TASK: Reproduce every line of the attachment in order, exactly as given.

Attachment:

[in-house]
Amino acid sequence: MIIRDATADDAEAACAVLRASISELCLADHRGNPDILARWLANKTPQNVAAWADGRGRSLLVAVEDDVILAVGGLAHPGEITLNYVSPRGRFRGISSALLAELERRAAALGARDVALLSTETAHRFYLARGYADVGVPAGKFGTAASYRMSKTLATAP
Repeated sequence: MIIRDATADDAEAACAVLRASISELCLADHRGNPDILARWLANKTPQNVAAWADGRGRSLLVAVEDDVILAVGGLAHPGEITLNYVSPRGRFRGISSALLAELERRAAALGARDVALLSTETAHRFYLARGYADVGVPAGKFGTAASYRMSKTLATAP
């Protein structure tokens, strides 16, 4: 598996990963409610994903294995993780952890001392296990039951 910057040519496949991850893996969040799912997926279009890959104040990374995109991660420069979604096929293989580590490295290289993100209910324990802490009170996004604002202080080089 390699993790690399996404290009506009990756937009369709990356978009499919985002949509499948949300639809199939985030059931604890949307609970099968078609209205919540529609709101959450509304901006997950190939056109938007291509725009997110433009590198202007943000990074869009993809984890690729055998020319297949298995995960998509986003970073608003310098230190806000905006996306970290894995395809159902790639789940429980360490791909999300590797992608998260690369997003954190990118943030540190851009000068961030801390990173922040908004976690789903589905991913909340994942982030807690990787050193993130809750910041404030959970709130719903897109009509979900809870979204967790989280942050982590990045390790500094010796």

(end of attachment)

[in-house]
Amino acid sequence: MIIRDATADDAEAACAVLRASISELCLADHRGNPDILARWLANKTPQNVAAWADGRGRSLLVAVEDDVILAVGGLAHPGEITLNYVSPRGRFRGISSALLAELERRAAALGARDVALLSTETAHRFYLARGYADVGVPAGKFGTAASYRMSKTLATAP
Repeated sequence: MIIRDATADDAEAACAVLRASISELCLADHRGNPDILARWLANKTPQNVAAWADGRGRSLLVAVEDDVILAVGGLAHPGEITLNYVSPRGRFRGISSALLAELERRAAALGARDVALLSTETAHRFYLARGYADVGVPAGKFGTAASYRMSKTLATAP
């Protein structure tokens, strides 16, 4: 598996990963409610994903294995993780952890001392296990039951 910057040519496949991850893996969040799912997926279009890959104040990374995109991660420069979604096929293989580590490295290289993100209910324990802490009170996004604002202080080089 390699993790690399996404290009506009990756937009369709990356978009499919985002949509499948949300639809199939985030059931604890949307609970099968078609209205919540529609709101959450509304901006997950190939056109938007291509725009997110433009590198202007943000990074869009993809984890690729055998020319297949298995995960998509986003970073608003310098230190806000905006996306970290894995395809159902790639789940429980360490791909999300590797992608998260690369997003954190990118943030540190851009000068961030801390990173922040908004976690789903589905991913909340994942982030807690990787050193993130809750910041404030959970709130719903897109009509979900809870979204967790989280942050982590990045390790500094010796």